A typical fixture update that fans became quickly accustomed to. Image Twitter @Wleague

Melbourne City was originally scheduled to play against Canberra and Perth. That was changed to eventually produce back-to-back Melbourne derbies against Victory.

Four fixture updates were officially released in the first eight weeks. Small changes continued occurring right up until Round 14.

This was on top of the normal difficulties that occur every season. Extreme wet weather forced a postponement between Sydney FC and Victory. Melbourne City was forced to change a game at short notice to an empty AAMI Park.

With so many unknown factors it was the best way to approach the season.

It may have become routine for many fans but for Perth Glory, it was very much a waiting game. It was not until round three before they could play their first competitive match. The strict West Australia border restrictions posed a potential problem.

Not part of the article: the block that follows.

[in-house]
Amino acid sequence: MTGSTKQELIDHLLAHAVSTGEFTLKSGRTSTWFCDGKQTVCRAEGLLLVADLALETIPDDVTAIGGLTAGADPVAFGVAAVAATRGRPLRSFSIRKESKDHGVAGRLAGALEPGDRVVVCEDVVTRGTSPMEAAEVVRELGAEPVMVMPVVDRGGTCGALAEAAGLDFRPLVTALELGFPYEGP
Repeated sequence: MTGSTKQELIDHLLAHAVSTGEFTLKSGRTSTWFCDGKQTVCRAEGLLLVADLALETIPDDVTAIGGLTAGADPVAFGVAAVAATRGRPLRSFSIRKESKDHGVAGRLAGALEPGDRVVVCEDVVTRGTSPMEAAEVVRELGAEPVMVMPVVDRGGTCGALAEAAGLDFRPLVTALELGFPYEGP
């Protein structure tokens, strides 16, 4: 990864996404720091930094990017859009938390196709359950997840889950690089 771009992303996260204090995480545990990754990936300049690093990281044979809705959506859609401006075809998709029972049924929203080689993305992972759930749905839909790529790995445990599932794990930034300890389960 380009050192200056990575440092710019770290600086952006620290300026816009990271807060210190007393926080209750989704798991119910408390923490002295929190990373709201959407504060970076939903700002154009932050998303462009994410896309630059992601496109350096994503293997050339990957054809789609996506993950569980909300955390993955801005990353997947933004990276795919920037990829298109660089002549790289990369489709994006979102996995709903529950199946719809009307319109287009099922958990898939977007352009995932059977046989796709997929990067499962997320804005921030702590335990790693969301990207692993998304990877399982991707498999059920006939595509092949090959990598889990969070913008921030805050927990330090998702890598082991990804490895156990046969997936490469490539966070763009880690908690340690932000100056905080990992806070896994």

“At least twice we encountered huge challenges with Perth Glory finishing the season,” says O’Rourke. “Quite Simply we thought we would run out of runway….we had to be agile. Perth Glory players and staff deserve a lot of credit.”

All In It Together

The nature of the year meant that all clubs, players and administrators were working toward the same goal.

“W-League clubs understood that if they were asked to do something, we had worked through all the options and (they) were really accommodating,”